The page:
Monday 18 August 2014, 8pm
Debut London performances from three new ensembles spanning the full range of acoustic-electronic performance and comprised of some of the most exciting musicians currently working in the capital.
For the opening duo, installation artist and improvising musician Stephen Cornford - who works by reconfiguring and re-imagining consumer audio electronics - lines up alongside Dan Bennett on computer and modular synthesiser. German cellist Ute Kanngiesser performs in a new trio alongside Shakuhachi player / multi-instrumentalist Clive Bell, and improvising violinist Jennifer Allum, with whom she's previously released a CD on Matchless Recordings recorded in Hackney's historic bell tower. Rounding off the evening, prolific double bassist Dominic Lash forms another new trio alongside Greek musician and linguist Dimitra Lazaridou-Chatzigoga on zither, and sound artist, composer and improviser Phil Julian on computer and electronics.
Bassist Dominic Lash is based in Bristol and has performed with musicians such as Tony Conrad, Joe Morris, Evan Parker, and the late Steve Reid. Current projects include The Dominic Lash Quartet (with Javier Carmona, Ricardo Tejero, and Alex Ward), Bleyschool (with Pat Thomas and Tony Orrell), Pigeon (with Matthew Grigg, Tina Hitchens, and Yvonna Magda) and a trio with Stefan Keune and Steve Noble. He also has longstanding and ongoing collaborations with John Butcher, Seth Cooke, Angharad Davies, Tim Hill, and Mark Wastell.
Dimitra Lazaridou-Chatzigoga (Thessaloniki, Greece) is a musician and linguist based in London. She is active in experimental and improvised music since 2006. She plays the zither, a string instrument, and uses ebows and objects on its resonance box to produce sustained or granulated sounds. Her approach focuses on the interplay between spontaneity and elaborate techniques.
Recently, Mikroton released ‘Borough’ that documents the singular meeting of ‘The Holy Quintet’ with Johnny Chang, Jamie Drouin, Dominic Lash and David Ryan.
In the last few years she has been performing mainly in and around London, while most recent shows have been in Berlin. At the moment, she is exploring multiple ways to reroute her music.
Phil Julian is a UK based composer and improviser active since the late 1990’s principally working with modular electronic devices and computers. Releases have appeared on labels including Entr'acte, Harbinger Sound and The Tapeworm with regular solo and collaborative live performances in the UK and Europe.
Ute Kanngiesser has played cello since early childhood, and for more than a decade, has only played unscripted, improvised music - solo and in collaboration with other musicians and composers in London and internationally. An important part of her work has developed in relationship to other art forms such as writing, dance, film, and site specific performance. More recently, she has begun to experiment with open form compositions, writing semi-graphic scores as a way of recording music, that can be retrieved later on and in new ways.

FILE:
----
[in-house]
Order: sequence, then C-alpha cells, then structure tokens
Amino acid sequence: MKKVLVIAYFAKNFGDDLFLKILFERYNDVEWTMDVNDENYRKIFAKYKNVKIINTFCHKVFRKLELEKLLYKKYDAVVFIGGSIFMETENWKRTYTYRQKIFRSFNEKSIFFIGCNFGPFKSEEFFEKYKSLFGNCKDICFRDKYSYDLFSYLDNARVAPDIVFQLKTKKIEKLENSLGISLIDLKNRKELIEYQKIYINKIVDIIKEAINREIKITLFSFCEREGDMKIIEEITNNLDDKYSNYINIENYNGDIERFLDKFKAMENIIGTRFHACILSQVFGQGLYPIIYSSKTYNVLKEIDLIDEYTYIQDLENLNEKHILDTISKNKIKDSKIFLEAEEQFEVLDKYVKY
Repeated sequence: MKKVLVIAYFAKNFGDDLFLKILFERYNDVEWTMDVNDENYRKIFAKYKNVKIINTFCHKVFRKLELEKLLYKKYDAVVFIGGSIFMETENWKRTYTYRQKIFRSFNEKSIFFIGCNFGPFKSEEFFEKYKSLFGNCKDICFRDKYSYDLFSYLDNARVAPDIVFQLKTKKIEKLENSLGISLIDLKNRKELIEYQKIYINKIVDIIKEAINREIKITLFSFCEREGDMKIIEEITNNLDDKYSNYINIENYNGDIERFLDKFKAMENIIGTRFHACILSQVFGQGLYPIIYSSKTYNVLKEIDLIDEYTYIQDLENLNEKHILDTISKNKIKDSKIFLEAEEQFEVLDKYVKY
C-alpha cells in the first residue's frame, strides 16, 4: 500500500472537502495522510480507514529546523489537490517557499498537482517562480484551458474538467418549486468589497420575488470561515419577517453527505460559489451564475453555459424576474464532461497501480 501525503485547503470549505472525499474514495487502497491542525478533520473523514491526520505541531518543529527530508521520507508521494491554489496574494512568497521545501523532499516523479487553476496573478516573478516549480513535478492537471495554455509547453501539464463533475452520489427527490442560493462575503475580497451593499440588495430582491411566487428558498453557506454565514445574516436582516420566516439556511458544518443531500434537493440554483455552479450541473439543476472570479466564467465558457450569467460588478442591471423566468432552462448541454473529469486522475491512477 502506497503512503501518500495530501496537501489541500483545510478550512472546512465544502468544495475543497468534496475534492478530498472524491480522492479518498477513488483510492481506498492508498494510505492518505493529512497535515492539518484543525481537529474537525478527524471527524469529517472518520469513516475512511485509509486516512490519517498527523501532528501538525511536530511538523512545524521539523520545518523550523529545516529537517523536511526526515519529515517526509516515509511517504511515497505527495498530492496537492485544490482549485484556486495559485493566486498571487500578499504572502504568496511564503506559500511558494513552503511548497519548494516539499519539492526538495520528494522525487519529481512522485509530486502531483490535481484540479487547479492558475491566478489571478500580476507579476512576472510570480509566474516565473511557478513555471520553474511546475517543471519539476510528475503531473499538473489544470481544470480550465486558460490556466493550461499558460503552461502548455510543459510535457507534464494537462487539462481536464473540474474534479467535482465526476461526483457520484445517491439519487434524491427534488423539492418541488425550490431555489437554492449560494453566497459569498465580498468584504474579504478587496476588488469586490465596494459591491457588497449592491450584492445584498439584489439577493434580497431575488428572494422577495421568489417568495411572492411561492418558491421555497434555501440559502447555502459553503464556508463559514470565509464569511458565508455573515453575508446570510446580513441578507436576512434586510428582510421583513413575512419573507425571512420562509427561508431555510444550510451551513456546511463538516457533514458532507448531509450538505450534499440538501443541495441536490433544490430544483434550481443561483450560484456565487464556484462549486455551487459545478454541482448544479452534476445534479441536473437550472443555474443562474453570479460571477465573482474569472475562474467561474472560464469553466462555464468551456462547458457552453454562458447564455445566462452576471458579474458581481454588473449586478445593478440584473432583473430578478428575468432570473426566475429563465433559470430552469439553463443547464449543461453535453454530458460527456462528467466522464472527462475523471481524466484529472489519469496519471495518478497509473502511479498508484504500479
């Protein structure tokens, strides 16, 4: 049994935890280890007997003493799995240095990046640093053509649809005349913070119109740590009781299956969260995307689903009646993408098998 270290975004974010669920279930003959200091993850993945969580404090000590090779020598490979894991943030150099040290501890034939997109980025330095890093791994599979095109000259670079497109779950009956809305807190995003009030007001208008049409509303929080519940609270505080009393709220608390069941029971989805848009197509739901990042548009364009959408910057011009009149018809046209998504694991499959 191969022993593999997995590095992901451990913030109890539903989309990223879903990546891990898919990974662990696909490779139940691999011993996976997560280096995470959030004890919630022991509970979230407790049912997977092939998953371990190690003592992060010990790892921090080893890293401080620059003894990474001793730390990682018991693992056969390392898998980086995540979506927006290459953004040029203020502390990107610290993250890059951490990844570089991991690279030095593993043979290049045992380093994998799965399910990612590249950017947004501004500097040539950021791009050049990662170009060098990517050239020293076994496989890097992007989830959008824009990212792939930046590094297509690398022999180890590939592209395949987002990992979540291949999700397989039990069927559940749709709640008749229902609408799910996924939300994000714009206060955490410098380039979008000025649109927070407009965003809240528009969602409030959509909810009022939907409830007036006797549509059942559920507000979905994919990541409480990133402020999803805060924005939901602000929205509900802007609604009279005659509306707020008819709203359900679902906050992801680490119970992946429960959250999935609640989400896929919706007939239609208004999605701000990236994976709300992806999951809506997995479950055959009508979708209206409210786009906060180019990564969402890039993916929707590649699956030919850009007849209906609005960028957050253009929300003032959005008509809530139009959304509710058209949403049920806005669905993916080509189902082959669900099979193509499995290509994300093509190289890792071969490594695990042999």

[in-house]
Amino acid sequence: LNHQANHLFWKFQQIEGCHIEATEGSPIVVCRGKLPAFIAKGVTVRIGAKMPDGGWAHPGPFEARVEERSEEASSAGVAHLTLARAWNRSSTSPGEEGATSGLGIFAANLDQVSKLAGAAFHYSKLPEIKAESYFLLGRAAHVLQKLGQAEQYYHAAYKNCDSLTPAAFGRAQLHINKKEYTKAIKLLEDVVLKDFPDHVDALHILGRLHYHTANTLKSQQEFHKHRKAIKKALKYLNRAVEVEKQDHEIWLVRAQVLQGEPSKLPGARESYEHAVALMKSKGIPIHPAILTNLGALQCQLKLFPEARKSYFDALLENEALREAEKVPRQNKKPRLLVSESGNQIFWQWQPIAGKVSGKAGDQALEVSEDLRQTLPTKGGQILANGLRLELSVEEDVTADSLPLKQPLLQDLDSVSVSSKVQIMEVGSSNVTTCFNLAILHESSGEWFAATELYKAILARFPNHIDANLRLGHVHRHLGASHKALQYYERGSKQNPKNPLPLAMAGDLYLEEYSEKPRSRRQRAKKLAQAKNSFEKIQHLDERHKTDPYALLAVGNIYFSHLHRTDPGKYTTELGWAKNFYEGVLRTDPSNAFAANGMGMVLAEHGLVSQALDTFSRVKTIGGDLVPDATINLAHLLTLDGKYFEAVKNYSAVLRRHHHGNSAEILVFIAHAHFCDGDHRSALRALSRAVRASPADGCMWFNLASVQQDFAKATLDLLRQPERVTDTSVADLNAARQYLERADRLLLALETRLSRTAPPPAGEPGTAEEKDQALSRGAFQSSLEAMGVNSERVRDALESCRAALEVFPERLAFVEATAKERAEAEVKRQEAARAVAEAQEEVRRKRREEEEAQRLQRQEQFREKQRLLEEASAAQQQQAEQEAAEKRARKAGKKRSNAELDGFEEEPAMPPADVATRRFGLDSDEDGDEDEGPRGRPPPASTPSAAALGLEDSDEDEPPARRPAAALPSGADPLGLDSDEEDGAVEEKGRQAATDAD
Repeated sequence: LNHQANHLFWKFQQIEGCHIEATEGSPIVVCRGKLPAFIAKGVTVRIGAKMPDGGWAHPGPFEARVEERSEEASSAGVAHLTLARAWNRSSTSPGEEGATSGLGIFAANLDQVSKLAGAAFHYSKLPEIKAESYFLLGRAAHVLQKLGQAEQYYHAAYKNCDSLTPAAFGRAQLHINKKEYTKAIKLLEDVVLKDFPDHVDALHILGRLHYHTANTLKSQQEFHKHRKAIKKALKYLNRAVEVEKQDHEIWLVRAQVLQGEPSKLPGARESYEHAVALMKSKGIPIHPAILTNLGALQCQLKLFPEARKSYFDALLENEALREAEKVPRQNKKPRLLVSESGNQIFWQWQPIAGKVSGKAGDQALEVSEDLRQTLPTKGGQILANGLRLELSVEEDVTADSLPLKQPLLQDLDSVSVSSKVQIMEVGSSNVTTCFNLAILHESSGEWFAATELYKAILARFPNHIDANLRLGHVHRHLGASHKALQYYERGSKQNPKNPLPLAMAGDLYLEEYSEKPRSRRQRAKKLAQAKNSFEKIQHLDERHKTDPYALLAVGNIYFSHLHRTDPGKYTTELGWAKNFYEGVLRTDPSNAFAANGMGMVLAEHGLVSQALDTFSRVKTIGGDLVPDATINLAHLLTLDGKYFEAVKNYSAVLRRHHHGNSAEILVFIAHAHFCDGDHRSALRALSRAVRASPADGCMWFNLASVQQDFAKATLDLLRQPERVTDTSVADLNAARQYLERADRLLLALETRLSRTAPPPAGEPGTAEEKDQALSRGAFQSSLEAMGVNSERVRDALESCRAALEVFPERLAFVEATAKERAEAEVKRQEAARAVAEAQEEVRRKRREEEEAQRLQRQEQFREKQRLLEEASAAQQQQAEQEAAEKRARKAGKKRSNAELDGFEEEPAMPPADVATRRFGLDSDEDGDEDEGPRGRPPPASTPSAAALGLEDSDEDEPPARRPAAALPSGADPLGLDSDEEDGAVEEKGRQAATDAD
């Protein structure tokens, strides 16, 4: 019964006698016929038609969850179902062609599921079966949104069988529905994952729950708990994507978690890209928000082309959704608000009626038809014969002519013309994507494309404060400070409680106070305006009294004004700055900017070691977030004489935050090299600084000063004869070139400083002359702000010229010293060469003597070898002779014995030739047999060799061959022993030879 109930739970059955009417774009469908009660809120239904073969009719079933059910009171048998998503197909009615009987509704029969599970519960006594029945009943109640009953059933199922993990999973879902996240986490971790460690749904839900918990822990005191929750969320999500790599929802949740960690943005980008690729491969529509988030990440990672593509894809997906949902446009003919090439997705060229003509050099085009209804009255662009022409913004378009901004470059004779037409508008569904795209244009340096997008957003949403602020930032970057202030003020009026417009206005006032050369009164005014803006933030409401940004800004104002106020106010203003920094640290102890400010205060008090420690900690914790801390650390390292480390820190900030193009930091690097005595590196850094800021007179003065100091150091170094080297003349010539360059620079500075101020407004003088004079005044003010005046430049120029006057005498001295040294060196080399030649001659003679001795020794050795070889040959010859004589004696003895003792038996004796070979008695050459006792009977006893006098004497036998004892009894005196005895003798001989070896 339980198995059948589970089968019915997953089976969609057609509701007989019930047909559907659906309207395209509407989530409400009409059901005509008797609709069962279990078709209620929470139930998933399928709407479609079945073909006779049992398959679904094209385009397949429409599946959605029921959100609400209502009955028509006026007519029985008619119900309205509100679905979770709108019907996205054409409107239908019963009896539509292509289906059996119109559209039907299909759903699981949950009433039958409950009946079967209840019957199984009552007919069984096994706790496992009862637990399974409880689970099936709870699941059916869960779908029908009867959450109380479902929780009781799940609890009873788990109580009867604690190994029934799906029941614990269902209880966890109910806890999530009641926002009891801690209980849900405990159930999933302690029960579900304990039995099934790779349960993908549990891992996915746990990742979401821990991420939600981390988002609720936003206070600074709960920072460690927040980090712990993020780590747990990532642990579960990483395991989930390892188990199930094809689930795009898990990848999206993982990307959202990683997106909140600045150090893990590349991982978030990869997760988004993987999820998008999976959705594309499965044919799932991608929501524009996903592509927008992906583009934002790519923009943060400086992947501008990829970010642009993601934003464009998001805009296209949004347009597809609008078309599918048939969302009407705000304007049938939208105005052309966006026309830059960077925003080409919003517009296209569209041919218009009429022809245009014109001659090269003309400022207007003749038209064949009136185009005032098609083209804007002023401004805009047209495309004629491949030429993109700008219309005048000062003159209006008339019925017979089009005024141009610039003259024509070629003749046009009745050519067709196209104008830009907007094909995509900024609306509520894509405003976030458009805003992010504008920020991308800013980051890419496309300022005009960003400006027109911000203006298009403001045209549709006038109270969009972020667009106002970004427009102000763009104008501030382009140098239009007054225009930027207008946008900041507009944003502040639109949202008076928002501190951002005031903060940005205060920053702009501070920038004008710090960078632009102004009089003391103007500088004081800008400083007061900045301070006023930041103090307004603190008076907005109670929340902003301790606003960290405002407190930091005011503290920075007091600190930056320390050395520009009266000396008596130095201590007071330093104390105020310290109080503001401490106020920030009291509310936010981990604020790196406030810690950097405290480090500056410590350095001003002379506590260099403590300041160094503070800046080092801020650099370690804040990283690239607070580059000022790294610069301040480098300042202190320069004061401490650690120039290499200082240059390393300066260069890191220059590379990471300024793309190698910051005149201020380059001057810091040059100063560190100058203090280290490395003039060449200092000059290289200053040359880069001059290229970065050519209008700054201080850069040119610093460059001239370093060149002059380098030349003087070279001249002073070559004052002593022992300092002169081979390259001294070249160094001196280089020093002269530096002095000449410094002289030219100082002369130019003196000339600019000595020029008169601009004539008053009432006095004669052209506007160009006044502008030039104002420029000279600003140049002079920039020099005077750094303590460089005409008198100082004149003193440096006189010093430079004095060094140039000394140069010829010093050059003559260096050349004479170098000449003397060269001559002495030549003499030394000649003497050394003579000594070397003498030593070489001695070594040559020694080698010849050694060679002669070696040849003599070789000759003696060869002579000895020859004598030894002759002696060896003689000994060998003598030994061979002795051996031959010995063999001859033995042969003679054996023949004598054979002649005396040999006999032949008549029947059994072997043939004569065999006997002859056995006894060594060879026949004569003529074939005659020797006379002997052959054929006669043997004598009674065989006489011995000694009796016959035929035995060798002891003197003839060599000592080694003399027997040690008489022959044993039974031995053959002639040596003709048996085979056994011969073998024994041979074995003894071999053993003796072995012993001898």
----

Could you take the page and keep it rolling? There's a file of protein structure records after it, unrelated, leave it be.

Recent collaborations have been with Evie Ward, Daniel Blumberg, Billy Steiger, Tom Wheatley, Crystabel Riley, Seymour Wright, Paul Abbott, Keira Greene, John Butcher, Eddie Prévost and Jennifer Allum.
Clive Bell is a musician, composer and writer with a specialist interest in the shakuhachi, khene (Thai mouth organ) and other East Asian wind instruments. He has travelled extensively in Japan (where he studied shakuhachi with the master Kohachiro Miyata), Thailand, Laos and Bali, researching music and meeting local practitioners. He currently tours with UK-based Japanese drumming group Taiko Meantime, and joins koto and shamisen players to perform the Japanese classical repertoire. He toured for over a decade with Jah Wobble, including shows at Ronnie Scott’s and the Glastonbury Festival.
Clive is the shakuhachi player on Karl Jenkins's album Requiem on EMI Classics, the final two Harry Potter movies, and the Hobbit. His shakuhachi playing has been featured live on Radio 3’s Late Junction and In Tune. In 2013 at the BFI, Sylvia Hallett and Clive Bell performed a live soundtrack for Walk Cheerfully, Yasujiro Ozu’s 1930 comedy gangster movie.
Clive Bell has a substantial recording history as both a solo artist (his solo album, Shakuhachi: The Japanese Flute was reissued in 2005 by ARC Records) and as a composer for film, TV and theatrical productions (Complicite, Kazuko Hohki, IOU, Whalley Range Allstars). Jazz pianist Taeko Kunishima, Jaki Liebezeit, David Sylvian, David Toop, Jochen Irmler of Faust and Bill Laswell number among Clive Bell's collaborators. Based in London, he writes regularly for the music monthly The Wire.
Jennifer Allum is a violinist who improvises and plays experimental music.
While she was a post graduate student at Goldsmiths, London she began to attend Eddie Prevost's weekly improvisation workshops where she met musicians like Ross Lambert, Ute Kanngiesser, Dimitra Lazaridou-Chatzigoga and Daichi Yoshikawa. She also began working with composers such as Christian Wolff, Tom Johnson, Michael Pisaro and Michael Parsons around the same time too.
More recently she has played and recorded with The Seen, including performances of John Stevens 'For Sake Of Joy Of Study Of Oneself Together' featuring Stewart Lee as narrator.
She has a number of other recordings available, and her most recent is with John Butcher, Eddie Prevost and Ute Kanngiesser on Ftarri records. Other releases are available from Matchless Recordings.